2- The presentation and analysis provided a somewhat unclear description of the approach taken, research conducted, data utilized, and conclusions reached, with several areas of confusion.

1 – The presentation and analysis provided an unclear description of the approach taken, research conducted, data utilized, and conclusions reached, with numerous areas of confusion.

Consistency

4 – The presentation and analysis delivered conclusions and proposed solution(s) that were logically and reasonably consistent with the data analysis and research conducted.

3 – The presentation and analysis delivered conclusions and proposed solution(s) that were mostly logically and reasonably consistent with the data analysis and research conducted. 

2 – The presentation and analysis delivered conclusions and proposed solution(s) that were somewhat inconsistent with the data analysis and research conducted, with several inconsistencies.

1 – The presentation and analysis delivered conclusions and proposed solution(s) that were inconsistent with the data analysis and research conducted, with numerous inconsistencies.

Quality and Effectiveness

4 – The presentation and analysis utilized suitable visuals and delivery styles that work together to create a convincing and compelling narrative.

3 – The presentation and analysis utilized mostly suitable visuals and delivery style, to create a somewhat convincing and compelling narrative.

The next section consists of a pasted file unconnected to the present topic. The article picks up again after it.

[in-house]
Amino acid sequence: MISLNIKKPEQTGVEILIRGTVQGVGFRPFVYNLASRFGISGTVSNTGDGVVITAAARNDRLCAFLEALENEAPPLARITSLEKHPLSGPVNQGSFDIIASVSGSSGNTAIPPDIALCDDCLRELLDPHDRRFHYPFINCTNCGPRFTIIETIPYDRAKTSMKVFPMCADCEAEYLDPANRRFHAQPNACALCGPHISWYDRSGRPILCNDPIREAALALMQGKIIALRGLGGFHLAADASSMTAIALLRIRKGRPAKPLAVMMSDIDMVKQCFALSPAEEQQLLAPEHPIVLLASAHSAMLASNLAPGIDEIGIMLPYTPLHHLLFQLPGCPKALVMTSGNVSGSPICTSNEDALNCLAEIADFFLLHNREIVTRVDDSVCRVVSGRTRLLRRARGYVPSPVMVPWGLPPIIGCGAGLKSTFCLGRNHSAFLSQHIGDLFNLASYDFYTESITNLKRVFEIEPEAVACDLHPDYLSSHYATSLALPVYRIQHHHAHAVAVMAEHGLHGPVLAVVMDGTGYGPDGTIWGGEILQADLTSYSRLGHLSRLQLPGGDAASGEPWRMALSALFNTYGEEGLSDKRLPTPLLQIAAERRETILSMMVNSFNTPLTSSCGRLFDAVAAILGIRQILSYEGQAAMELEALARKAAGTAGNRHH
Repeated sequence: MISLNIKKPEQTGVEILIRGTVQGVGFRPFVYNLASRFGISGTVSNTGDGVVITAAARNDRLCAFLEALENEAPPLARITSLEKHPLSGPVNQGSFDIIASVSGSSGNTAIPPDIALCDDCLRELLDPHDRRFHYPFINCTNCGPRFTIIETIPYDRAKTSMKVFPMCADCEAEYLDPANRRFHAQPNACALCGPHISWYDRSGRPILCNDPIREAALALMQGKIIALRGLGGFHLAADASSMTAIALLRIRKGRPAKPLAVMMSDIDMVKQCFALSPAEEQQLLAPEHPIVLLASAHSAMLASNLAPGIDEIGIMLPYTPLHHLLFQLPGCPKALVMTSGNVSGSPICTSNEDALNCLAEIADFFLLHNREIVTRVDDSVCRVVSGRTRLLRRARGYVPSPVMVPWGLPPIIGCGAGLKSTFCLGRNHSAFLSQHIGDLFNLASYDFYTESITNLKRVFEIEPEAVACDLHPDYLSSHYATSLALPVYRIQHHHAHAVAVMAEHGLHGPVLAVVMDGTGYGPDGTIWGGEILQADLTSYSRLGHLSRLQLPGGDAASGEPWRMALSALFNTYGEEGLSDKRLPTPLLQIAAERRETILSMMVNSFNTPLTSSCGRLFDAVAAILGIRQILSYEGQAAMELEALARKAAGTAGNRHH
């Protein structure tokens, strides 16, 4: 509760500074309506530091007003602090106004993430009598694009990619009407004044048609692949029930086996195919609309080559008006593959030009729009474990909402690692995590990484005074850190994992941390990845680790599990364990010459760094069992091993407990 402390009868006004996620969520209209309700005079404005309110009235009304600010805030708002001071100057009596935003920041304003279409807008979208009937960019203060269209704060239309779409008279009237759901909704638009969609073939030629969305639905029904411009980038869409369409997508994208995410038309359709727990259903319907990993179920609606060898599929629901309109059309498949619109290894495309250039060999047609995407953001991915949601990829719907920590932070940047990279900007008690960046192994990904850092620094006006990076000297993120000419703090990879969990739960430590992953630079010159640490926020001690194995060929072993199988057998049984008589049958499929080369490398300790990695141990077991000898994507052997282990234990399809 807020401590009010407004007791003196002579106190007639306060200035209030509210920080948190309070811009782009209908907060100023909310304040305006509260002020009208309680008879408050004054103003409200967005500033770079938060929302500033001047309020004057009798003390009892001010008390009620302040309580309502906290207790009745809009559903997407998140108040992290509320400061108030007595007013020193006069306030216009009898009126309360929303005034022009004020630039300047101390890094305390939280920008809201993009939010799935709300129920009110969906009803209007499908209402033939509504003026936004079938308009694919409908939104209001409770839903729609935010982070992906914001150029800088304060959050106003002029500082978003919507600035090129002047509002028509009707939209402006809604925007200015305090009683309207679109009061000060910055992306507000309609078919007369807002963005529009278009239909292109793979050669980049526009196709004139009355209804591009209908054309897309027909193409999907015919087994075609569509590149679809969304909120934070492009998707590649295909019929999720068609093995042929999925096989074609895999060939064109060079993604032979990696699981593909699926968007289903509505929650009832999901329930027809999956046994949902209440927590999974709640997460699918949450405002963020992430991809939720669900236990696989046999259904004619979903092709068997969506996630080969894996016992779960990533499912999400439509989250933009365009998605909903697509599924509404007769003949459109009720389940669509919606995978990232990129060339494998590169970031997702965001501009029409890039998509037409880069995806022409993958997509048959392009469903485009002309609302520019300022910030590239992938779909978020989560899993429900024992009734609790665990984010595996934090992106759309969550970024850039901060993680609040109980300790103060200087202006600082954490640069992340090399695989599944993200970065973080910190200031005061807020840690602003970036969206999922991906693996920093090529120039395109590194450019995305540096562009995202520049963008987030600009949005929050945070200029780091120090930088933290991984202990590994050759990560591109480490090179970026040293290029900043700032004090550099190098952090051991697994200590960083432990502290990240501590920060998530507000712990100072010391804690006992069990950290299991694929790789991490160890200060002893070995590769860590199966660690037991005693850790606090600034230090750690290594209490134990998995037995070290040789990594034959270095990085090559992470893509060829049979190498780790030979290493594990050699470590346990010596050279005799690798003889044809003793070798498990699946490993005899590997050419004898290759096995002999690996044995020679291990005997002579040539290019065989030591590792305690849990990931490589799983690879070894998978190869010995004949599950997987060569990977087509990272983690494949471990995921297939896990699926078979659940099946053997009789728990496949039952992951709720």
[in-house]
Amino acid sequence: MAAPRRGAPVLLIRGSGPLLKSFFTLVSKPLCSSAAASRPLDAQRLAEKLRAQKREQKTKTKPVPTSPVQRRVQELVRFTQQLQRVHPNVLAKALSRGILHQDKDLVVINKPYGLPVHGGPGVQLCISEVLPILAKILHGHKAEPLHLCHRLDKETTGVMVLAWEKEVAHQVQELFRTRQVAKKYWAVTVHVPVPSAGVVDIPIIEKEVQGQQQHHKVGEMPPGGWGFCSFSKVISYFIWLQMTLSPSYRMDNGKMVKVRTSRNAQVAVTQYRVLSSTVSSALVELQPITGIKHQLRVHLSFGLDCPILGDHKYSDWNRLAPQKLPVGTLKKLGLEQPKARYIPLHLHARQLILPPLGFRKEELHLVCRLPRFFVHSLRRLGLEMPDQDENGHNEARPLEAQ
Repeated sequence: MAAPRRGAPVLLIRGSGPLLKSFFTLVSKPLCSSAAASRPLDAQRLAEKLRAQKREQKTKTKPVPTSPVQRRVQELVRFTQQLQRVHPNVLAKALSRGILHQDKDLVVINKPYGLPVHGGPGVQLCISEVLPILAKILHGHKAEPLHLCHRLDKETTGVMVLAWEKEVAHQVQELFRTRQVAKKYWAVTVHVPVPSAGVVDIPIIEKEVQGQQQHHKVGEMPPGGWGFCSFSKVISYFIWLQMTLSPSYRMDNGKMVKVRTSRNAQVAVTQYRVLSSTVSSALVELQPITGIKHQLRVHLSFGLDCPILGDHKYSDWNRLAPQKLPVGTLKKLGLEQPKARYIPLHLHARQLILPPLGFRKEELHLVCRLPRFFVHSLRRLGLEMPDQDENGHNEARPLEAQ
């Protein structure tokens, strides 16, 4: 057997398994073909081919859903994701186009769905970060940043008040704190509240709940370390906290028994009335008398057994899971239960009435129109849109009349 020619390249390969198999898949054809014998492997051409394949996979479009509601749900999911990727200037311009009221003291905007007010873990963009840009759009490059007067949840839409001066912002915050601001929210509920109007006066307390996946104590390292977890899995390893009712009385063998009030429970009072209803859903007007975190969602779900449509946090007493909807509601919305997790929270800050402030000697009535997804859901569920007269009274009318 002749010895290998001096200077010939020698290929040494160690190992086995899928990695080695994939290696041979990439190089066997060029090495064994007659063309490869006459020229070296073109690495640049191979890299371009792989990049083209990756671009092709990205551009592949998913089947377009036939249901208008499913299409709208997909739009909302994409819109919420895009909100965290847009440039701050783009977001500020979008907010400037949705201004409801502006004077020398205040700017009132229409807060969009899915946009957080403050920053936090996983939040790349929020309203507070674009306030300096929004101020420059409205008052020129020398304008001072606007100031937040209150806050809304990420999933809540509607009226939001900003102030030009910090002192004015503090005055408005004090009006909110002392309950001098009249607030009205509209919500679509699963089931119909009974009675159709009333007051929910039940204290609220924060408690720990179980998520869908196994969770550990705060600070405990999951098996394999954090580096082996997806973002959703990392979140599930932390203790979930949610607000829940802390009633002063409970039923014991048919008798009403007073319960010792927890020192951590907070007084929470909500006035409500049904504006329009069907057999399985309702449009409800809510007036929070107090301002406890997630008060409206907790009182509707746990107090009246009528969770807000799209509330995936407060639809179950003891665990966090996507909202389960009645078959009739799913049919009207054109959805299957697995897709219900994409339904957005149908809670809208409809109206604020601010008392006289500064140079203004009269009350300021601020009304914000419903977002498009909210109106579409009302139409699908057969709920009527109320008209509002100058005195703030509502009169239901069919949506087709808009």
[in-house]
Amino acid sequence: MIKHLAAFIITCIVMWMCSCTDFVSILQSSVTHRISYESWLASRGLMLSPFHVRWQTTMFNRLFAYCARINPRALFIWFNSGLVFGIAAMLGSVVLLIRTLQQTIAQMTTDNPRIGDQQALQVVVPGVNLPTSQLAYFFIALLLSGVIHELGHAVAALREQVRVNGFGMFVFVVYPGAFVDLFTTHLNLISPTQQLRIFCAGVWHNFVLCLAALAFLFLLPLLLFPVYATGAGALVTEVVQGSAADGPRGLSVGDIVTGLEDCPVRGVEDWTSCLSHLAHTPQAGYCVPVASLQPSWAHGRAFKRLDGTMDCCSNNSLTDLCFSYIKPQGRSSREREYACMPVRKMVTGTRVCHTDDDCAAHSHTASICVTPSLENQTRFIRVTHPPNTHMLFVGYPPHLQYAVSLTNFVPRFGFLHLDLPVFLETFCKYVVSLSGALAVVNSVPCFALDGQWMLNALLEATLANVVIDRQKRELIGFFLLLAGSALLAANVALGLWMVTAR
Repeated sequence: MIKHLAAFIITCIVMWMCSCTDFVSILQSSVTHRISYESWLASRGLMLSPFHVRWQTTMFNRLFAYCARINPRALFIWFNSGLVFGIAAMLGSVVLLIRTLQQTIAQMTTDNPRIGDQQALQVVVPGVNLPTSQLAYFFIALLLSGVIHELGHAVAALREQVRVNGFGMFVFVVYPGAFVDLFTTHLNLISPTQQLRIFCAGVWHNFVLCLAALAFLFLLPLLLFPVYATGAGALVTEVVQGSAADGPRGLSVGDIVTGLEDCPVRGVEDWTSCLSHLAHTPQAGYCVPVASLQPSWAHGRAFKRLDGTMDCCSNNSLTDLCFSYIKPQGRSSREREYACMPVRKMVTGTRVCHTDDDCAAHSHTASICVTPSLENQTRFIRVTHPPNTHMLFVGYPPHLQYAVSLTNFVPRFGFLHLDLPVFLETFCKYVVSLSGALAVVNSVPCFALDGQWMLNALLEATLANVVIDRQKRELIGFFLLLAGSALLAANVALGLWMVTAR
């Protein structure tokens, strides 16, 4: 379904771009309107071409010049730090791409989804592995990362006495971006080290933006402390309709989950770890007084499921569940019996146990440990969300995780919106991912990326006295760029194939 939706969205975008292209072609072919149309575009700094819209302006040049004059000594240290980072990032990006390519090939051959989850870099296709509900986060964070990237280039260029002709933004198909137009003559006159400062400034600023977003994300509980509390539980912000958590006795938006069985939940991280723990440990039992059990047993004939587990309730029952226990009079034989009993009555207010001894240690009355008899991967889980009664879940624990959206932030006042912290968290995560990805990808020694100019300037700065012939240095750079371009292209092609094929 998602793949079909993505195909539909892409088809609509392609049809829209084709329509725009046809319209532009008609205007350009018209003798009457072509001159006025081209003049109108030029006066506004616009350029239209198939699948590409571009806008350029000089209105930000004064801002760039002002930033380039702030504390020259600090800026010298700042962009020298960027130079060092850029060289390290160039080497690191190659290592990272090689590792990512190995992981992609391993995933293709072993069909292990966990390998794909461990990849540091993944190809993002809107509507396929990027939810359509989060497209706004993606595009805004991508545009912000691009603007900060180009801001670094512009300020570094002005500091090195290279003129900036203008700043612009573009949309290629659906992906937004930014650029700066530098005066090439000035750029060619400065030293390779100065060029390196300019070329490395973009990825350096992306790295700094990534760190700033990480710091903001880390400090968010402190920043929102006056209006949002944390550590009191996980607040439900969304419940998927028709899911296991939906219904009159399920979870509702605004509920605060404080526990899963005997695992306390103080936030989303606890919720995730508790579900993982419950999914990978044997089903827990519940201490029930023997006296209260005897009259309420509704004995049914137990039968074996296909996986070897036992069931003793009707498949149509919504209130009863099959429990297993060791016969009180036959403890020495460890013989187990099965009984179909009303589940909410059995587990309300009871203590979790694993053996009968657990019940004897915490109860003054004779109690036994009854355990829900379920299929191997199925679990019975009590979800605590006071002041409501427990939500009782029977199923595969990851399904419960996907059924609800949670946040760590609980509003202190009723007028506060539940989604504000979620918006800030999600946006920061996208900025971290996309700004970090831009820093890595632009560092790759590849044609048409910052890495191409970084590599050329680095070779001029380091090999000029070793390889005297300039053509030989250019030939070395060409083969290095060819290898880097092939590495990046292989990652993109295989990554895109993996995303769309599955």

2 – The presentation and analysis utilize somewhat unsuitable visuals and delivery style that inadequately create a convincing and compelling narrative.

1 – The presentation and analysis are of poor quality and do not effectively communicate the intended message.

Engagement

4 – Multiple team members presented. Overall, the team members exhibited command of the topic and a sense of passion and enthusiasm for the ideas presented.

3 – Multiple team members presented, but some team members may have struggled to command the topic or show passion and enthusiasm for the ideas presented.

2 – Not all team members presented, and the team struggled to command the topic or show passion and enthusiasm for the ideas presented.

1 – Not all team members presented, and the team did not show command of the topic or passion or enthusiasm for the ideas presented. 

Documentation

4 – The team identified all sources of data and research and provided links to data sources and other documents, with all supporting research properly cited.

3 – The team identified sources of data and research and provided links to data sources and other documents but may have had a few minor errors in citations.

2 – The team identified most sources of data and research and provided links to some data sources and documents but had several errors in citations.

1 – The team did not identify all sources of data and research and provided few or no links to data sources or documents, with numerous errors in citations.